One Baltimore city councilman wants to issue ID cards to students that would be used to ride buses and use other school and government services, effectively extending the familiar one card concept that is already in place at a number of higher ed institutions.
Per a report from The Baltimore Sun, the one card system in question would model similar programs in cities in Washington and Boston, where young residents already use the ID to enter libraries and recreation centers and leverage services like public transit. City Councilman Brandon Scott is behind the motion and feels that a One Card system would help Baltimore better serve young people by offering easier access to valuable services.
A pillar of the one card concept is the convenience of having to carry a single card in place of the many school IDs, library cards and bus passes that a typical student may already carry. The one card would also help city government to better serve students by gathering performance and usage data for its programs.
Those opposed to the new ID proposal believe a one card could potentially create access barriers for students or threaten privacy. In particular, there is worry that losing the card could result in students being unable to enter their schools, while the misuse of the data could also prove problematic.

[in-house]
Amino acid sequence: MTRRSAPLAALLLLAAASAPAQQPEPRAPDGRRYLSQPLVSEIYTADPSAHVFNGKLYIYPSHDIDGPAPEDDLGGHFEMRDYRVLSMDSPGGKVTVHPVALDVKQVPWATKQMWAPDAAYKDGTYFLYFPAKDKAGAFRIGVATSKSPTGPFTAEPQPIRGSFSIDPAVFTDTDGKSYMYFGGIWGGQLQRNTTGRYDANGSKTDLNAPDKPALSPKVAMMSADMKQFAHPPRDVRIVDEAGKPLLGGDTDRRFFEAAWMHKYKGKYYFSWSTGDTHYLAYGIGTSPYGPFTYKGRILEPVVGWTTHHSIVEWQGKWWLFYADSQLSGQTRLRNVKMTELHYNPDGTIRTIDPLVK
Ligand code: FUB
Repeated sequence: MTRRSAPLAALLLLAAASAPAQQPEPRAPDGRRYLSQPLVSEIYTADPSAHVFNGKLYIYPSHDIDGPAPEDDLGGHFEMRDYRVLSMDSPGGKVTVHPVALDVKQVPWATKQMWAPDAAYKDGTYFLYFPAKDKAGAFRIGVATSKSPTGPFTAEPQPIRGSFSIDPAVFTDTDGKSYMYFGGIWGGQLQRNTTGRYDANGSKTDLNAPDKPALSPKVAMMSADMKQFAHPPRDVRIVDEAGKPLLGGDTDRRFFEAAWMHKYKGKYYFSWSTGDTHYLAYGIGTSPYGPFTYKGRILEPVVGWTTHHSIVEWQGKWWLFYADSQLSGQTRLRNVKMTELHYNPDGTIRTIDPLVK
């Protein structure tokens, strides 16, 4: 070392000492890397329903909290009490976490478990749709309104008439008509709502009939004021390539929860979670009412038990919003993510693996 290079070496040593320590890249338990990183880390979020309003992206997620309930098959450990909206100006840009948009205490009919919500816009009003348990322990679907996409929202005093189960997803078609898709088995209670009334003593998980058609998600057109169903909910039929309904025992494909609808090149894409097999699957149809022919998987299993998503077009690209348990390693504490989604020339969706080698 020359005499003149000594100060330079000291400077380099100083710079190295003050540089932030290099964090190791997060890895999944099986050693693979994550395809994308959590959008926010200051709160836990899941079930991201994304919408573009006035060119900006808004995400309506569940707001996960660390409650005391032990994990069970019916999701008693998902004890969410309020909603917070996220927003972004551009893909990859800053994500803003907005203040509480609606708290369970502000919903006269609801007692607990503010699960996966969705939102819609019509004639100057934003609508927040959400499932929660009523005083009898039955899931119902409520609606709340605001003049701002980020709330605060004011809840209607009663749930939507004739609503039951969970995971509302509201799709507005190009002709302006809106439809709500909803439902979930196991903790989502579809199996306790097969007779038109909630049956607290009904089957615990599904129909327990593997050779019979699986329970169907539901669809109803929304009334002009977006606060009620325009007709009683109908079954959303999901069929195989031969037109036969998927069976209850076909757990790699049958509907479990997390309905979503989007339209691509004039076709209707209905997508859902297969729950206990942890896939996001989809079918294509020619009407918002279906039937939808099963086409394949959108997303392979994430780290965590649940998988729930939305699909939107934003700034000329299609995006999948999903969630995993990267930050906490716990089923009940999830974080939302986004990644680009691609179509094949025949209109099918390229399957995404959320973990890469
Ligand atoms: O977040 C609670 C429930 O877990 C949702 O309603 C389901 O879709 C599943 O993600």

The councilman’s proposal suggests that the cards be issued as a form of student ID, and produce data that is “already accessible through means such as sign-in sheets at recreation centers and libraries.”
The city of Baltimore’s school system has already shown its support for the one card system, when last spring it piloted a similar program in three area schools.
Some 3,000 students were issued bus passes that were also used to track attendance at Baltimore’s Commodore John Rodgers Elementary/Middle School, Digital Harbor High School and Mergenthaler Vocational-Technical High School. At one of the schools, the cards could also be used at the school’s library to check out books.
The school system’s executive director of operations reported the pilot, which ended in June, to be a success and the school system is in negotiations with the Maryland Transit Administration to revisit the program again.
Baltimore school officials say that outfitting all schools with the the IDs would cost an estimated $3 million, with a recurring annual cost of roughly $1 million for data service, maintenance and supplies. The district now pays $5.2 million for Maryland Transit Administration bus passes for roughly 34,000 students.